This article was written by Maureen Santucci. Originally from the U.S., Maureen now calls the ancient Peruvian capital of Cusco home, where she has lived for almost five years, working as a travel consultant and writing for Fodors Travel Guide. She wrote this article on behalf of Peru for Less, a travel company specializing in tours all over Peru.
If you don't have time to get to the beaches of Northern Peru or to the jungle, you might want to take a short side trip to Santa Teresa while you are visiting Machu Picchu. Located a short train ride from Aguas Calientes (Machu Picchu Pueblo), this town give you the opportunity to get away from it all without having to go too far off your designated path.
Not many options exist yet in terms of lodging, but that is sure to change in the future. For now, your best bet is the EcoQuechua Lodge. It feels like a true jungle lodge, with rooms that open out onto the surrounding high jungle. There isn't a lot of wildlife here, as you would find in the Amazon, but there are plenty of birds and it is a real treat to wake up to the sounds of them singing all around you.
Just staying at the lodge can be enough of a break, but there are other activities nearby that you can take advantage of. The nearby Colcamayo hot springs are one of the best around—a much better option than the hot springs in Aguas Calientes, the name of the town (Hot Waters) notwithstanding—with pools of varying temperature so you can enjoy searing hot Jacuzzi-like waters or just swim in those that are warm rather than hot. Bear in mind that they are closed a couple of times a week (currently two mornings) for cleaning so be sure to find out the current schedule ahead of time before taking a taxi to the springs.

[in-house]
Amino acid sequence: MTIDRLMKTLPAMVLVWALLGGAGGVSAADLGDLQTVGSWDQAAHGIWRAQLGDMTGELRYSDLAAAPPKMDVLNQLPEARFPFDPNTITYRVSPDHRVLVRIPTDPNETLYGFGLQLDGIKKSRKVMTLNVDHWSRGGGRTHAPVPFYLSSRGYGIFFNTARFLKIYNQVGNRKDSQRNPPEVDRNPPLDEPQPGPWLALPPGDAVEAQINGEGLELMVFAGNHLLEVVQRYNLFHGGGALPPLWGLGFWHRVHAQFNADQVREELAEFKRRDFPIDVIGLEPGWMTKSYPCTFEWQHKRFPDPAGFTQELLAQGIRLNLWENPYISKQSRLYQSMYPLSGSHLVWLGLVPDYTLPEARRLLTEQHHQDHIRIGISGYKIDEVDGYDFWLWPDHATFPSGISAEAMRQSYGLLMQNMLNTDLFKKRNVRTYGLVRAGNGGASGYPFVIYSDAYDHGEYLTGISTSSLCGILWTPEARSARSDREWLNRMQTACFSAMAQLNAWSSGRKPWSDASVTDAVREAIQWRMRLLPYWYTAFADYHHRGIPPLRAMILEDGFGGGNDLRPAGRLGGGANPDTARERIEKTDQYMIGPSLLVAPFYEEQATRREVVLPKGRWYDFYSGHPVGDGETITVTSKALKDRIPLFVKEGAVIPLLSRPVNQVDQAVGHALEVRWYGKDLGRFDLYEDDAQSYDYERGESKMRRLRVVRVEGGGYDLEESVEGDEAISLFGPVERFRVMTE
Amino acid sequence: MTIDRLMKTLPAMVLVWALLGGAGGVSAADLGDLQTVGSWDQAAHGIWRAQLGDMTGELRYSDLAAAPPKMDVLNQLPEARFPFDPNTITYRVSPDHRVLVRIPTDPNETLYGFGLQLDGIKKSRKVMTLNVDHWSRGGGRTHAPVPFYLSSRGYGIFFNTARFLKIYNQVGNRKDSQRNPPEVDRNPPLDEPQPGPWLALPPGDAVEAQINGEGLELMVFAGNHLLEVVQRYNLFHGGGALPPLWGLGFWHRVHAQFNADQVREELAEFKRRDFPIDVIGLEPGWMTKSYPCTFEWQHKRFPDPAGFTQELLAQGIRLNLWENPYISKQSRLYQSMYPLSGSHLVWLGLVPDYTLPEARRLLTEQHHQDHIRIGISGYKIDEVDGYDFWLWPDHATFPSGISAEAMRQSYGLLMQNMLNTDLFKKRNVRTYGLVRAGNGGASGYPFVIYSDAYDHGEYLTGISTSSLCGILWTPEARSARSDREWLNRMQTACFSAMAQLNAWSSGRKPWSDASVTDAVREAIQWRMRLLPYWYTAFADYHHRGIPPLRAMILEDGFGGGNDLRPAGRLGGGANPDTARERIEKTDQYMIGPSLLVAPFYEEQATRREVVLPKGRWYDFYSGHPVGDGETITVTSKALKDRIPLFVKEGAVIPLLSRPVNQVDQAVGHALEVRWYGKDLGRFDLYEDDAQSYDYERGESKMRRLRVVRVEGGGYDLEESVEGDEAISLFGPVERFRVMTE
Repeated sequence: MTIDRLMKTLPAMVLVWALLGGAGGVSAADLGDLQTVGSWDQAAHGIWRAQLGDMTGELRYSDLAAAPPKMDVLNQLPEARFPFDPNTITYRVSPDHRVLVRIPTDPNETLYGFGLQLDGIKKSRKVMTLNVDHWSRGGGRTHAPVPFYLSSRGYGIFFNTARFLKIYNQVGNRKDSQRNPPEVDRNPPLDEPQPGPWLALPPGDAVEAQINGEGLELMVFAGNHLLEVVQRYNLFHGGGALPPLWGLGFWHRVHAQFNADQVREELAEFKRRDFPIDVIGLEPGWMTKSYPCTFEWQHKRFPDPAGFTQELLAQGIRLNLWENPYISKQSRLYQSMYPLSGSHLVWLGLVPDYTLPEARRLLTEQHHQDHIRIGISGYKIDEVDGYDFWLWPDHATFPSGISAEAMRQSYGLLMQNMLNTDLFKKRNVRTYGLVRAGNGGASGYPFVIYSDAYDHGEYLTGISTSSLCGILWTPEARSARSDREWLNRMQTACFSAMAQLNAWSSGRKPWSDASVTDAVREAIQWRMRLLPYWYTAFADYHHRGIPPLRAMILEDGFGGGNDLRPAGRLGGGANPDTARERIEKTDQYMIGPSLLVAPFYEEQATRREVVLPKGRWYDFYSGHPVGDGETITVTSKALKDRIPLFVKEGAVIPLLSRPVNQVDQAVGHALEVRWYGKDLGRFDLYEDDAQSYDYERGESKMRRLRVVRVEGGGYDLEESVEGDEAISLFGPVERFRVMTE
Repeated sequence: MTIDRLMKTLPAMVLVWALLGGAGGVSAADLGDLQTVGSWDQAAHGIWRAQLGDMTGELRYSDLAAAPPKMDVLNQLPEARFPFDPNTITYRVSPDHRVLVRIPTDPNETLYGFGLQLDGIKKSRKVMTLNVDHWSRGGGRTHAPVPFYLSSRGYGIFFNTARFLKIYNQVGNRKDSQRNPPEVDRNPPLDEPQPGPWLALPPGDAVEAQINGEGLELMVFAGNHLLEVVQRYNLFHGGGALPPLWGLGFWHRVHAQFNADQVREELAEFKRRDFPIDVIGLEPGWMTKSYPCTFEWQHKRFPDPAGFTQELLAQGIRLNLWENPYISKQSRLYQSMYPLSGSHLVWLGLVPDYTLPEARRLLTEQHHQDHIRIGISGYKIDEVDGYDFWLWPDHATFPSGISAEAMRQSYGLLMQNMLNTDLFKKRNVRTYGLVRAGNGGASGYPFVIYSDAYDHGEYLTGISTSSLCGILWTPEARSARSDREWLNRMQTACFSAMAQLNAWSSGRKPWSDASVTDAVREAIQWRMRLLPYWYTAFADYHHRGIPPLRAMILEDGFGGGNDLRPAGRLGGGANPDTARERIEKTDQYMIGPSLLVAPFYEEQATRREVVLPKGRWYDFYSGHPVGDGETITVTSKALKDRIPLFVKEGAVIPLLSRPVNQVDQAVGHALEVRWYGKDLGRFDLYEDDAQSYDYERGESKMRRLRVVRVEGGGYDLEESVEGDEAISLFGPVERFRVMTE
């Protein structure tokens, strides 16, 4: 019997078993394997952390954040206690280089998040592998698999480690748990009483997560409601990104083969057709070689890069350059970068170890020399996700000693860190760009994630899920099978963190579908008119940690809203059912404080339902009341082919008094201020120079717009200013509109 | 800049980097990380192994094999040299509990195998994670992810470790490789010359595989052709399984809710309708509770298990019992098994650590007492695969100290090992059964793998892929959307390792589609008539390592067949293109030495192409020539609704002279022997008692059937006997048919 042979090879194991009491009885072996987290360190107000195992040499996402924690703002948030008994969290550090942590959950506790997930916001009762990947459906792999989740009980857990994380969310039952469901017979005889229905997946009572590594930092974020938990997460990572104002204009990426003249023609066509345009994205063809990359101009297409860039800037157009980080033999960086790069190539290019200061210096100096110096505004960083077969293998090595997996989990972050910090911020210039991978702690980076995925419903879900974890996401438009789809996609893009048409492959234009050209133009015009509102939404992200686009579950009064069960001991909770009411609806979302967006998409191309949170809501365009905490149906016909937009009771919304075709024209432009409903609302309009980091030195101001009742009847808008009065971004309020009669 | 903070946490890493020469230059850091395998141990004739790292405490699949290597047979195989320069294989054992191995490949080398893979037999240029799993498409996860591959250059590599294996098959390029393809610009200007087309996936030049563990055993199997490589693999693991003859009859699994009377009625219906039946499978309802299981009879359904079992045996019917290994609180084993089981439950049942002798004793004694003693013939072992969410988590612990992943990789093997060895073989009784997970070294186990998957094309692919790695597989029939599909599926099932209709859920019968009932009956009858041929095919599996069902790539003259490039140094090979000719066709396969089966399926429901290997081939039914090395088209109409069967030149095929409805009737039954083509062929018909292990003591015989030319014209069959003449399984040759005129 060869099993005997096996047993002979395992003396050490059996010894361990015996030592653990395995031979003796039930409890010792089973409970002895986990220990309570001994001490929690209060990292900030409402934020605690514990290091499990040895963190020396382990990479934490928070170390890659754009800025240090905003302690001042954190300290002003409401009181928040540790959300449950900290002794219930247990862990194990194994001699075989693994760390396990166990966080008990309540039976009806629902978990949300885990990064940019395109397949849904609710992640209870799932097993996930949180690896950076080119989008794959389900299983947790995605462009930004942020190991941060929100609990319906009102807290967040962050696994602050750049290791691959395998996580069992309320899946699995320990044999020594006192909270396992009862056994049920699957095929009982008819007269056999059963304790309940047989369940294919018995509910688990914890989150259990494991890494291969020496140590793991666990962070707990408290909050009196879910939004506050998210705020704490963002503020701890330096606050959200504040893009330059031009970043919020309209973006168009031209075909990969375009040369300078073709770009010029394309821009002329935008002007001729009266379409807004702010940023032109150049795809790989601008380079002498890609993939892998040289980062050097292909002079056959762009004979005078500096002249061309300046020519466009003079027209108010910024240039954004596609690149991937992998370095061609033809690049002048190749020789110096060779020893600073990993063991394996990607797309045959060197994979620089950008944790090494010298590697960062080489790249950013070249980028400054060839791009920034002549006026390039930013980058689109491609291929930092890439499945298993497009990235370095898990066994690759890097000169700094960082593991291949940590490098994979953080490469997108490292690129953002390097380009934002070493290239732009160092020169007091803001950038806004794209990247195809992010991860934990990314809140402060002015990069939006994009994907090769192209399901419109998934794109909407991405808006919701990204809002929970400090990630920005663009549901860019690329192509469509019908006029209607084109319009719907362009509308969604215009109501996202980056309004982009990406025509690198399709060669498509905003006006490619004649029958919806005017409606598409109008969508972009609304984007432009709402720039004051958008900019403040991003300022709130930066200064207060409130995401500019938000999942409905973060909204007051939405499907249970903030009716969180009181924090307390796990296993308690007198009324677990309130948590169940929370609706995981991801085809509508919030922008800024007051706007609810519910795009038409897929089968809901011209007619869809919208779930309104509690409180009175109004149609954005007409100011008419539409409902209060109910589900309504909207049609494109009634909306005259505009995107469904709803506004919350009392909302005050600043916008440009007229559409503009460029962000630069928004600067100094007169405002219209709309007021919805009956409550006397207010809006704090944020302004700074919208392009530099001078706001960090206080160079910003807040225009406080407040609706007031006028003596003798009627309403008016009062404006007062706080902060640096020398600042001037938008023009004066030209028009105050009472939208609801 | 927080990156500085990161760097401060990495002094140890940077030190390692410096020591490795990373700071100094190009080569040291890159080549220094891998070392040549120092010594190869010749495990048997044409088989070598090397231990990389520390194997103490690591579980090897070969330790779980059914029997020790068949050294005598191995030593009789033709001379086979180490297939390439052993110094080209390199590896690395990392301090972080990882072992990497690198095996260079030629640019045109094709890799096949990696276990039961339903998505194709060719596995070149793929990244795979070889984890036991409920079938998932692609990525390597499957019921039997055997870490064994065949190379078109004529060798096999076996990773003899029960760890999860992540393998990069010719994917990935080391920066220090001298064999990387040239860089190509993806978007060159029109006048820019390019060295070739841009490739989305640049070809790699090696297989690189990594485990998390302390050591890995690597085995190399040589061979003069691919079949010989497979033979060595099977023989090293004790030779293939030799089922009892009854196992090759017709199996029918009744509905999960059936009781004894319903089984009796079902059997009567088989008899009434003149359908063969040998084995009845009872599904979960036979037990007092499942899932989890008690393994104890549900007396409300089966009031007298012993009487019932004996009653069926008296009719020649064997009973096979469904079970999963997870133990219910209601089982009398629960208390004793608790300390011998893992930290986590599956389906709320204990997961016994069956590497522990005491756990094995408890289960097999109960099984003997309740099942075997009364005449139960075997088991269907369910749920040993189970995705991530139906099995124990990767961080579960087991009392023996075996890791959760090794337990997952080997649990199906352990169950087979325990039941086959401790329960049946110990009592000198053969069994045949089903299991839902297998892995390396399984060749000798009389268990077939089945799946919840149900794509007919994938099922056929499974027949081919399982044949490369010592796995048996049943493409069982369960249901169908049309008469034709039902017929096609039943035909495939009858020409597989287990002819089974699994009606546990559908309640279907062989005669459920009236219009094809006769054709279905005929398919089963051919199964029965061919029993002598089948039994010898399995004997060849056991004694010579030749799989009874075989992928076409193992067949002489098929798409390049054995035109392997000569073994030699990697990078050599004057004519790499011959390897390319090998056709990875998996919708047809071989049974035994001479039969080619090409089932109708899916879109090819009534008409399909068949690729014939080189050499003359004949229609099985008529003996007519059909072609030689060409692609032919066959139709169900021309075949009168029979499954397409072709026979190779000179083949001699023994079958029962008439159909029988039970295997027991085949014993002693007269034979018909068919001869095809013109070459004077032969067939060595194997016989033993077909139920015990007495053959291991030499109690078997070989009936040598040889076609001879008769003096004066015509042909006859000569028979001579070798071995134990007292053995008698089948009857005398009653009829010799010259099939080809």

Adrenaline junkies should try the nearby a zipline, while coffee lovers can take a tour of the coffee plantation. The organic beans from this high jungle region are considered to be among the best in the entire world. It's not just interesting to learn about the process, bags of the ground coffee or beans make great presents to take home.
If hiking is your thing, a visit to a coffee plantation can be followed by continuing up an old Inca trail to the archaeological site of Llactapata. This site has a direct line of sight to Machu Picchu, and was important in Inca times during solstice celebrations honoring the sun. If your time or physical fitness isn't up to a multi-day trek, this is a great way to get that same vibe and still have a hot shower and a comfortable bed at the end of your day.
Please note that there are only a few trains that go between Aguas Calientes and the hydroelectric station each day, and you can only purchase the tickets at the respective stations. Because of the limited train schedules, you should booking your travel with an agency as they will be able to coordinate your Machu Picchu visit along with Santa Teresa so that you make the most of your available vacation time.